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Big-Oh Examples
7n-2
7n-2 is O(n)
need c &gt; 0 and n0  1 such that 7n-2  c•n for n  n0
this is true for c = 7 and n0 = 1
 3n3 + 20n2 + 5
3n3 + 20n2 + 5 is O(n3)
need c &gt; 0 and n0  1 such that 3n3 + 20n2 + 5  c•n3 for n  n0
this is true for c = 4 and n0 = 21
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Order of an Algorithm (cont.)
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A Comparison of Growth-Rate Functions
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Growth-Rate Functions
• If an algorithm takes 1 second to run with the problem size 8,
what is the time requirement (approximately) for that algorithm
with the problem size 16?
• If its order is:
O(1)
 T(n) = 1 second
O(log2n)  T(n) = (1*log216) / log28 = 4/3 seconds
O(n)
 T(n) = (1*16) / 8 = 2 seconds
O(n*log2n)  T(n) = (1*16*log216) / 8*log28 = 8/3 seconds
O(n2)
 T(n) = (1*162) / 82 = 4 seconds
O(n3)
 T(n) = (1*163) / 83 = 8 seconds
O(2n)
 T(n) = (1*216) / 28 = 28 seconds = 256 seconds
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Properties of Growth-Rate Functions
1. We can ignore low-order terms in an algorithm’s growth-rate
function.
–
–
If an algorithm is O(n3+4n2+3n), it is also O(n3).
We only use the higher-order term as algorithm’s growth-rate function.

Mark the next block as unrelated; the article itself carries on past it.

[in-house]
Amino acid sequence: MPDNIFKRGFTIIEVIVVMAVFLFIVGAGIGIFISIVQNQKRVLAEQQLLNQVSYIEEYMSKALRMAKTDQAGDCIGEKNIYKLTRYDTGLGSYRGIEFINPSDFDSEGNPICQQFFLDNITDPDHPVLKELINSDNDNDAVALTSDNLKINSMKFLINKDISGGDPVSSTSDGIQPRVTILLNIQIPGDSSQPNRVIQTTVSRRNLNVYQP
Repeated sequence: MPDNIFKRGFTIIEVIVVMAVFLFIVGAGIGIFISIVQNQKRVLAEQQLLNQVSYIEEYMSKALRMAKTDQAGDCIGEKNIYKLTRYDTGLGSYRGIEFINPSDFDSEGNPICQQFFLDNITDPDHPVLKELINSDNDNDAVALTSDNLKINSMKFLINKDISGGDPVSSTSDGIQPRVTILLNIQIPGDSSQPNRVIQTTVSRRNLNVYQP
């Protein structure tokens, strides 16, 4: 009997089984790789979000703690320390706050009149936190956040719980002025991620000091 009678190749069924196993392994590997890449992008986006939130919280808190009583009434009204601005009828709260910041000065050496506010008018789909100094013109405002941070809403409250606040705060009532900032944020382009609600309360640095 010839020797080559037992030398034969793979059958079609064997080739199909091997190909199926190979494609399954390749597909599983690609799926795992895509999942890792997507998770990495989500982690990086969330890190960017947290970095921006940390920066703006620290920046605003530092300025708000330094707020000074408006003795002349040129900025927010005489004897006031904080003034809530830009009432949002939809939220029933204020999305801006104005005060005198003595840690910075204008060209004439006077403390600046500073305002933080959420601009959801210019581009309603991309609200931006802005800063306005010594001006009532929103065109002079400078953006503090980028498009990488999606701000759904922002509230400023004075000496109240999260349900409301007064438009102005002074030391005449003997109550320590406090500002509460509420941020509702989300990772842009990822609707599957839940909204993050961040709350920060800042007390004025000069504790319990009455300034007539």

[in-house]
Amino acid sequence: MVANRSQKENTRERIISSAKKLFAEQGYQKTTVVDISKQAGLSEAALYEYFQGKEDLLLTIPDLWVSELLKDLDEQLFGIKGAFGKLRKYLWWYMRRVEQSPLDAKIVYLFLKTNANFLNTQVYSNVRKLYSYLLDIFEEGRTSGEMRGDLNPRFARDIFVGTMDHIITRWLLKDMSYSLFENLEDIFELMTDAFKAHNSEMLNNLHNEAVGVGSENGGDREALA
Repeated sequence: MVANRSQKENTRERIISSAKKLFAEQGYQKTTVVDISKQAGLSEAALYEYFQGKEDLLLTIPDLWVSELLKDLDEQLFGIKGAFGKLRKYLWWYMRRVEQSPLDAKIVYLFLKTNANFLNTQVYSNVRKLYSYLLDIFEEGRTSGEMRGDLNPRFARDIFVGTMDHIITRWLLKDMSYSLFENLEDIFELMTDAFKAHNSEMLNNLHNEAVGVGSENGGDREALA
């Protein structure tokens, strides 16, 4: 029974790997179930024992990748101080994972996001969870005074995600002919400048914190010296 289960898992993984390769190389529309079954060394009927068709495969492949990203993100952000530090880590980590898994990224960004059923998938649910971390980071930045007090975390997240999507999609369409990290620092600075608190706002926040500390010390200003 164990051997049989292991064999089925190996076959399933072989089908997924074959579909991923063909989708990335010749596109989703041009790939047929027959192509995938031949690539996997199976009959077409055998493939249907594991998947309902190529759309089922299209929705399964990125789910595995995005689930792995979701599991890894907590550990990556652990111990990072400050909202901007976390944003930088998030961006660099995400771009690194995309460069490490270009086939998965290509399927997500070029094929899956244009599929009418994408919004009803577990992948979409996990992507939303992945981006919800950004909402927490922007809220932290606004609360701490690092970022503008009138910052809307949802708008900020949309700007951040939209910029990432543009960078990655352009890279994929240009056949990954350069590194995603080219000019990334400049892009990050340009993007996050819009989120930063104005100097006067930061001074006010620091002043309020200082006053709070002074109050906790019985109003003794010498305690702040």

2. We can ignore a multiplicative constant in the higher-order term
of an algorithm’s growth-rate function.
–
If an algorithm is O(5n3), it is also O(n3).
3. O(f(n)) + O(g(n)) = O(f(n)+g(n))
–
–
–
We can combine growth-rate functions.
If an algorithm is O(n3) + O(4n2), it is also O(n3 +4n2)  So, it is O(n3).
Similar rules hold for multiplication.
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What to Analyze
• An algorithm can require different times to solve different
problems of the same size.
– Eg. Searching an item in a list of n elements using sequential search.  Cost:
1,2,...,n
• Worst-Case Analysis –The maximum amount of time that an
algorithm require to solve a problem of size n.
– This gives an upper bound for the time complexity of an algorithm.
– Normally, we try to find worst-case behavior of an algorithm.
• Best-Case Analysis –The minimum amount of time that an
algorithm require to solve a problem of size n.
– The best case behavior of an algorithm is NOT so useful.
• Average-Case Analysis –The average amount of time that an
algorithm require to solve a problem of size n.
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What is Important?
• An array-based list retrieve operation is O(1), a linked-listbased list retrieve operation is O(n).
• But insert and delete operations are much easier on a linked-listbased list implementation.
 When selecting the implementation of an Abstract Data Type